The ship is reportedly armed with 30mm guns and anti-aircraft missiles.

Its visit ... Read More

La desmemoriada izquierda latinoamericana

| February 26th, 2014 | No Comments »
El Pais

La crisis de Venezuela sorprende a una izquierda desmemoriada, conceptualmente perdida, desconectada de su propia historia y normativamente a la deriva


A mediados de los setenta, buena parte de América Latina estaba bajo regímenes militares. Según decían, era para combatir a la subversión armada que buscaba tomar el poder. Para los jerarcas militares no era una guerra fría ni convencional, donde se ve los colores del enemigo enfrente de uno; esa era una guerra “sucia”. La estrategia marxista era confundirse con la población civil, había que operar en la clandestinidad como ellos. Así justificaron la represión ilegal e indiscriminada. Ocurría generalmente por las noches, para atemorizar a la población. Estaba a cargo de personas sin uniforme en vehículos sin identificación, con los que llevaban a los detenidos a centros de reclusión clandestinos. Allí algunos de ellos eran legalizados y trasladados a prisiones oficiales. Otros, la mayoría, eran ejecutados. Desaparecían, ... Read More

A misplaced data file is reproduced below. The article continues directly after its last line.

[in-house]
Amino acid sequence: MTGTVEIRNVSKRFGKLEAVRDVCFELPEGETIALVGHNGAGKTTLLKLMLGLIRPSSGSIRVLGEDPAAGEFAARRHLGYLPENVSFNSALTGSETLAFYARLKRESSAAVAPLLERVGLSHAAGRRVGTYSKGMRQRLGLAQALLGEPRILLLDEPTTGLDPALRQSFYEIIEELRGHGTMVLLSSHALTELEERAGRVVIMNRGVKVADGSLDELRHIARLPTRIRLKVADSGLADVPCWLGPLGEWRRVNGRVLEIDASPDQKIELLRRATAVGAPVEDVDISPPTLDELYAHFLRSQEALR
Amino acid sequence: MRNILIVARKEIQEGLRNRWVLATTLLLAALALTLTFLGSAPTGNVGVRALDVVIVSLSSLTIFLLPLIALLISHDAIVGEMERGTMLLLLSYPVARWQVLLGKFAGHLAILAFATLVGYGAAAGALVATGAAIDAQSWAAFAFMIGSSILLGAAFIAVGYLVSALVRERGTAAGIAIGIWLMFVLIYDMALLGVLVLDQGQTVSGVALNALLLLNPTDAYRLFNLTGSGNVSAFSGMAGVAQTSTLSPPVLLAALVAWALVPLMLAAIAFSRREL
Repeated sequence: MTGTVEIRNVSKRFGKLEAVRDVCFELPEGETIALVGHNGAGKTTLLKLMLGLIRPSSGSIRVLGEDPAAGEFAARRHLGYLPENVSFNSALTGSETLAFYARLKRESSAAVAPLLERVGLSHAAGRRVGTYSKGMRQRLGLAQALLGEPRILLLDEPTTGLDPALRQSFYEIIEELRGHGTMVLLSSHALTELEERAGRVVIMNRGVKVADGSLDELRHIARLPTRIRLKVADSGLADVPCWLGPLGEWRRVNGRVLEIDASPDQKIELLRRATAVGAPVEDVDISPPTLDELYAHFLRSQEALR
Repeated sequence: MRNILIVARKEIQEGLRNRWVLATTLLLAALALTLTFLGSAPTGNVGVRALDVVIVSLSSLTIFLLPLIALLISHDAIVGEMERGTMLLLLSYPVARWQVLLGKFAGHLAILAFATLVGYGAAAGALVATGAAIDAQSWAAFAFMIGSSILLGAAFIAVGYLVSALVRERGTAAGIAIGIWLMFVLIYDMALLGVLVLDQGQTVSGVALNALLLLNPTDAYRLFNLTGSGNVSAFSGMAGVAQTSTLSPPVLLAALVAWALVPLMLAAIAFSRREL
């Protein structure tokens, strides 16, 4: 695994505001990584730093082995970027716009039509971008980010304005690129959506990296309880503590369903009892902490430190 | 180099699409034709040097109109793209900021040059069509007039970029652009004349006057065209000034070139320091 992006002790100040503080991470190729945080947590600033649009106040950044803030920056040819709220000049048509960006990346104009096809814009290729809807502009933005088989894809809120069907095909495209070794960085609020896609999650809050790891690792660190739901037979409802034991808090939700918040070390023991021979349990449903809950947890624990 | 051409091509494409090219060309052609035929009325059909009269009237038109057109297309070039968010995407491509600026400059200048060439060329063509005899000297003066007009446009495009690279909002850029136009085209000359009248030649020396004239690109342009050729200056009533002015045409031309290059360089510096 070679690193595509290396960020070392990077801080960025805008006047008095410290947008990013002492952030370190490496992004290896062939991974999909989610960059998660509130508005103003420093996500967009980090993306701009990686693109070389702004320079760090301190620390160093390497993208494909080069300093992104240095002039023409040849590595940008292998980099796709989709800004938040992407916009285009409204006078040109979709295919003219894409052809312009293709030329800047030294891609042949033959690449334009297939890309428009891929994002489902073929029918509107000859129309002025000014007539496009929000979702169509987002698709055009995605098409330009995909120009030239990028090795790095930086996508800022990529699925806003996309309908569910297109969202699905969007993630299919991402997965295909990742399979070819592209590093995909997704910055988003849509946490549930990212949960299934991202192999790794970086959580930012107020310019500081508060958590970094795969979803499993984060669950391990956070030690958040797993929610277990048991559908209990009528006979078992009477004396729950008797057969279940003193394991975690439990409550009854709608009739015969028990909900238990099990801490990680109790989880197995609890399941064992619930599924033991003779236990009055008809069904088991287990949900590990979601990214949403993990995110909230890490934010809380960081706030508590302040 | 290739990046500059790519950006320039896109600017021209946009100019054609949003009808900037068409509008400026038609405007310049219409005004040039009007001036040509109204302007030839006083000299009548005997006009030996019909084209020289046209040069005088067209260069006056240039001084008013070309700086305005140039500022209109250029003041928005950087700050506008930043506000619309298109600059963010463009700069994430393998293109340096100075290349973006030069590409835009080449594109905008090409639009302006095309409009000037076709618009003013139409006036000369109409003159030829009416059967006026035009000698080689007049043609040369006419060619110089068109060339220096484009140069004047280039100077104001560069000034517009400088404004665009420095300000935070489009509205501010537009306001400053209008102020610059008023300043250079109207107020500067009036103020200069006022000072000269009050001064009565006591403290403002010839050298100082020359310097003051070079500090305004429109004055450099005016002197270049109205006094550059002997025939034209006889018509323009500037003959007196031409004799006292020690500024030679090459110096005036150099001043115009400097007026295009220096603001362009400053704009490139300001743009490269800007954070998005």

The Castro Caucus

| February 26th, 2014 | No Comments »
National Review


Even in liberal democracies, there are people friendly to dictators, and that is of course true in the United States. And it’s especially true when it comes to Castro (either of them, but especially Big Brother).

Who are the Castro-friendliest people in the U.S. Congress? Well, you can probably call the roll as well as I can: Charlie Rangel, José Serrano, Jim McGovern, Maxine Waters, Sam Farr, Barbara Lee. That’s on the House side. And in the Senate, the two Vermonters: Pat Leahy and Bernie Sanders. And Iowa’s Tom Harkin. And probably some others.

My apologies to those in either chamber I’ve left out.